Friday, August 26, 2011

Torn between two lovers

After experiencing some recent Slightly Dodgy Potential Client Behaviour, I thought I should say a little something about what an author should do if he or she finds that he or she has two or more agents or publishers to choose from (and if, in the latter case, there is no agent to advise).

We'll vault past the initial querying stage to the point where your full manuscript has been requested by an agent or publisher (editor, if you're in the northern hemisphere). Let's call this agent Agent A. If another agent, Agent B, then requests the manuscript, the polite - and professional - thing to do is to email Agent A and let her or him know, so that Agent A is aware that there may come a point at which the author tells Agent A that he/she has been offered representation by someone else; plus it may cause Agent A to hurry up with the reading. It is also polite to let Agent B know that Agent A already has the manuscript, so Agent B, too, can hurry up with the reading.

If Agent B reads faster than Agent A - which can happen for various reasons - and comes back more quickly to the author with an offer of representation, the polite and professional thing for the author to do is to contact Agent A and say something like, 'Another agent has made an offer of representation, but I'd still really like to hear from you. It would be great if you could let me know what you think of the manuscript by X date [allow a week or so].' The incorrect thing to do is to contact Agent A and say, 'Another agent has offered to represent me - see ya.'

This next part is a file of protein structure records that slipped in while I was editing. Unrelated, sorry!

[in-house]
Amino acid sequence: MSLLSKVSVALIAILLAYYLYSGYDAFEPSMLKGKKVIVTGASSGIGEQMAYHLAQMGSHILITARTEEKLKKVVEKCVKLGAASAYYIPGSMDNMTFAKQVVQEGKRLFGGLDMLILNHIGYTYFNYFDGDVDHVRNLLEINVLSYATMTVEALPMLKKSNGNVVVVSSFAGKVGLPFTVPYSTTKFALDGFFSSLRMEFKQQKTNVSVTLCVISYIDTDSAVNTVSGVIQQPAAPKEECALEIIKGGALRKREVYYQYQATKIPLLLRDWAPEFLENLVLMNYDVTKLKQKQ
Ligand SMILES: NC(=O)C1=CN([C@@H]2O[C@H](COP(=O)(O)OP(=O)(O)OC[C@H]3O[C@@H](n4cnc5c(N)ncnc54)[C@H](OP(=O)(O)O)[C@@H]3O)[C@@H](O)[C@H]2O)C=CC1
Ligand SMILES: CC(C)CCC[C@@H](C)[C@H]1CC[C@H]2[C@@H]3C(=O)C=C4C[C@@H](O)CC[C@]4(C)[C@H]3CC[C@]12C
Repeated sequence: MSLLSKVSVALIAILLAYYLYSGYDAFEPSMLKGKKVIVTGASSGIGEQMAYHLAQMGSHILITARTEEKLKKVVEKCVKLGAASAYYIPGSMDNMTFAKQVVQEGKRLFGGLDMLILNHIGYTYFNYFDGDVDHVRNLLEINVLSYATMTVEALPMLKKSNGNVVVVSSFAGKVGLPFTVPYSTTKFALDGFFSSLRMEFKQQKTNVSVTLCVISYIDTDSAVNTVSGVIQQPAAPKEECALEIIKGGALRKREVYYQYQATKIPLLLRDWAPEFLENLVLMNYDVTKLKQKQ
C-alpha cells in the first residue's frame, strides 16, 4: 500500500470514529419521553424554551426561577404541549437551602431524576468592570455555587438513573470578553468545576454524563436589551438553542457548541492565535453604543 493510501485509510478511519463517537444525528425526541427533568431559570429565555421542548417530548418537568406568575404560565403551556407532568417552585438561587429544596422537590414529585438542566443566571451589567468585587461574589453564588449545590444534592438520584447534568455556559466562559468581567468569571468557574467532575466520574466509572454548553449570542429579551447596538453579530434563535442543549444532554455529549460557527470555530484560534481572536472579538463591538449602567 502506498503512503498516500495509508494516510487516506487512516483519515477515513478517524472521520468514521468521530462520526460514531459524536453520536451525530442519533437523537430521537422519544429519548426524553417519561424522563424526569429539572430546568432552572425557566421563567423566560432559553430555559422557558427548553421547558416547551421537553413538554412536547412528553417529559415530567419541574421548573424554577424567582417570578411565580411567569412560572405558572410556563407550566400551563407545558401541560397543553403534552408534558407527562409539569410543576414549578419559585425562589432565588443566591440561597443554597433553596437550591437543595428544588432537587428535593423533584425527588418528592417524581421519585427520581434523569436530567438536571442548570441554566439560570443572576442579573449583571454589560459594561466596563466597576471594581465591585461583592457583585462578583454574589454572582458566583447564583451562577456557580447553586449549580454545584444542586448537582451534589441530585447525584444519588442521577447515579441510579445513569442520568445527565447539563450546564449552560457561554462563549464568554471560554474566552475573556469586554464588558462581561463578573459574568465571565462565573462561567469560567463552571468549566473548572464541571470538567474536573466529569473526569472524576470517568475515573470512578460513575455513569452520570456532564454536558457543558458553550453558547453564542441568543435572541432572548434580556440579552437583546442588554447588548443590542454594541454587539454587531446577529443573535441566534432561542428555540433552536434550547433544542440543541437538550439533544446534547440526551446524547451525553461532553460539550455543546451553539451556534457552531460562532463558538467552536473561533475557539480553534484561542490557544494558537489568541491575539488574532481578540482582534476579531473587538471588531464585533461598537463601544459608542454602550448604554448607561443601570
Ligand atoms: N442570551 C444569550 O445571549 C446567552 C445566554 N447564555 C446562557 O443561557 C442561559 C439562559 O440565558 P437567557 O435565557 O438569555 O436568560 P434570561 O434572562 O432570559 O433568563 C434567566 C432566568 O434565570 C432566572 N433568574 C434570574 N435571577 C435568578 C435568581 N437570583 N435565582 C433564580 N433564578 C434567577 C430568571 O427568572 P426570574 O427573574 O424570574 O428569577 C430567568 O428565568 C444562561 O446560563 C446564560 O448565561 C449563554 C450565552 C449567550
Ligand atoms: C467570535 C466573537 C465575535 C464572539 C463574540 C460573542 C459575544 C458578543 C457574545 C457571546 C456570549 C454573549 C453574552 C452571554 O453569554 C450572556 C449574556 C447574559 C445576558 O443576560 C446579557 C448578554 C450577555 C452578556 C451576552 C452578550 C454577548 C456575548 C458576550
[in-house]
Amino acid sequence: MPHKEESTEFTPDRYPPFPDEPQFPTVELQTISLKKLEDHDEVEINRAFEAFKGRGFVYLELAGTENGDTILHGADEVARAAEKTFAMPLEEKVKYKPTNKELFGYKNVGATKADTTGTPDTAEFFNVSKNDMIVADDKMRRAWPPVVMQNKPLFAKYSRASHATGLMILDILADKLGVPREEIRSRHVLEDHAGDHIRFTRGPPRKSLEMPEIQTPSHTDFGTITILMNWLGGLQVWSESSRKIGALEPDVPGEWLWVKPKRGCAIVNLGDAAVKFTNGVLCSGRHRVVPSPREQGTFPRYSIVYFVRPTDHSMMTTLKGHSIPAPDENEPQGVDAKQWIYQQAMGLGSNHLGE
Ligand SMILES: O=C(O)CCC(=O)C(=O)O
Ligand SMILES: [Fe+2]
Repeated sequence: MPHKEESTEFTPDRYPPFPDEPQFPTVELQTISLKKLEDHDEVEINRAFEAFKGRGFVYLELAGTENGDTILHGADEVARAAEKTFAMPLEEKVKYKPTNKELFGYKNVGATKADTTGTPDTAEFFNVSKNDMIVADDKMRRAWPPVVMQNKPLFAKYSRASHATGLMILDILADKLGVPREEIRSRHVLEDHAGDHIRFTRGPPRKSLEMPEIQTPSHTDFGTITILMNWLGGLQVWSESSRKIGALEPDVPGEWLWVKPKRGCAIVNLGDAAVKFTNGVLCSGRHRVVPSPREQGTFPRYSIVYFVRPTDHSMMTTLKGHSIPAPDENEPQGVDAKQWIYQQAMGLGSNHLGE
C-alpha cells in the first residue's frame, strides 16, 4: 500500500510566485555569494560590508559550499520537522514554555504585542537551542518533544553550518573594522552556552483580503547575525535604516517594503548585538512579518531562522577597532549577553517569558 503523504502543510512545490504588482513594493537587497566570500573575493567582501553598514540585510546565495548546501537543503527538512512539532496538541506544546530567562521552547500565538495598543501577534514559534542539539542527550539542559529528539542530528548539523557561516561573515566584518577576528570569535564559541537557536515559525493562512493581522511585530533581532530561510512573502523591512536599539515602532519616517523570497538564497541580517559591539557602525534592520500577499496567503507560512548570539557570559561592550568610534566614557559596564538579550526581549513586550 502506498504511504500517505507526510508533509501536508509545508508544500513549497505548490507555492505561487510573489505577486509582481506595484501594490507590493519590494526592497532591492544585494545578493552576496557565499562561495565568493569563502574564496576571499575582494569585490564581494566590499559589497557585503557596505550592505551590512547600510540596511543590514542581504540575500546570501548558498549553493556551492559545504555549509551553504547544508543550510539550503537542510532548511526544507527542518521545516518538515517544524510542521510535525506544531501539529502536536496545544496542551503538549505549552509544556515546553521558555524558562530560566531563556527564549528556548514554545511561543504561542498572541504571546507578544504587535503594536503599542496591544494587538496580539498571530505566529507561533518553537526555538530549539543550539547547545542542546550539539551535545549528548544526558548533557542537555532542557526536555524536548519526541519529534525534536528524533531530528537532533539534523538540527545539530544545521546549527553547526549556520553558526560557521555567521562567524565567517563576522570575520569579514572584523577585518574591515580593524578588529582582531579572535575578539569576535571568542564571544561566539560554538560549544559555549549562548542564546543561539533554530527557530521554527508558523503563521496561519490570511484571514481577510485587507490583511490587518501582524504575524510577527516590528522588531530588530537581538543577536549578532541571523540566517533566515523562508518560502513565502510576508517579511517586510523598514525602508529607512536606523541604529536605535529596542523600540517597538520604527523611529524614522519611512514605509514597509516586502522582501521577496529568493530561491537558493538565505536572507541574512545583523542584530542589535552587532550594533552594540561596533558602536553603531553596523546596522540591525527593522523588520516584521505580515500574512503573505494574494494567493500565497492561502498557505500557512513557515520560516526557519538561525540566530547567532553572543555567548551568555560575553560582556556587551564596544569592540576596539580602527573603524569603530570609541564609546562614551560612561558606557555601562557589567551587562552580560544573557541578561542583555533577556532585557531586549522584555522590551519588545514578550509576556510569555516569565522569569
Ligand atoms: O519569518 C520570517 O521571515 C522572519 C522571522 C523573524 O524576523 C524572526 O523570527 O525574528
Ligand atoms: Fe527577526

This is the incorrect thing for the following reasons:
1. No matter how excited you may be about Agent B's offer of representation, how do you know if Agent B is the better agent for you when you haven't given Agent A the opportunity to tell you what s/he thinks?
2. It's kinda rude, and publishing people value manners. Gods help you if you ever decide to leave Agent B and seek out Agent A again, because Agent A will remember you and will likely say 'no way'.

Agent B will not withdraw the offer of representation if you stall for a few days - not even if you say why you're stalling, because Agent B would expect the same if s/he was in Agent A's position.

In short: it costs nothing and takes very little time to be courteous to people whom you hope will support your career for years to come. This also applies to dealing with people you meet along the way in publishing - today's editorial assistant is tomorrow's agent or publisher. Why not behave in a professional manner towards people you expect to behave professionally towards you?


Natalie said...

I think I would be scared to hesitate with Agent B and tell them I was giving Agent A a chance to get back to me, just in case Agent B dumped me.

I recently saw an Oprah show with some woman who had done regular appearances on Oprah 15 years ago and who then got an offer for her own show from another network. She mentioned this to Oprah, to open negotiations for getting her own show with Oprah's network, but the response was basically, "if you love them so much, why don't you marry them?" And she was dumped altogether. And the other network didn't give her a show after all.

The lesson being, that Oprah felt it was a betray of loyalty. But perhaps this senario wouldn't apply to your case, as the author doesn't actually have a history with either Agent A or Agent B.

Perhaps I am too vividly imagining Agent B on her gilded throne, magnanimously making an offer to a lowly author who should be weeping with gratitude, and then withdrawing favours at the least hesitation.

I have not yet tried to get an agent, so I don't speak from personal experience with the breed, but I have the impression it is hard to get one.

Che Gilson said...

What an enviable situation to find oneself in!

I think authors tend to panic. I know I would. If it took me X number of years to even get a request I would worry that If I said no to anyone I'd never get an agent again.

But I'm glad to have read this post if I am ever so lucky! I will certainly keep all parties informed!

Shirley Patton said...

As always, great advice. Thanks. Shirley Patton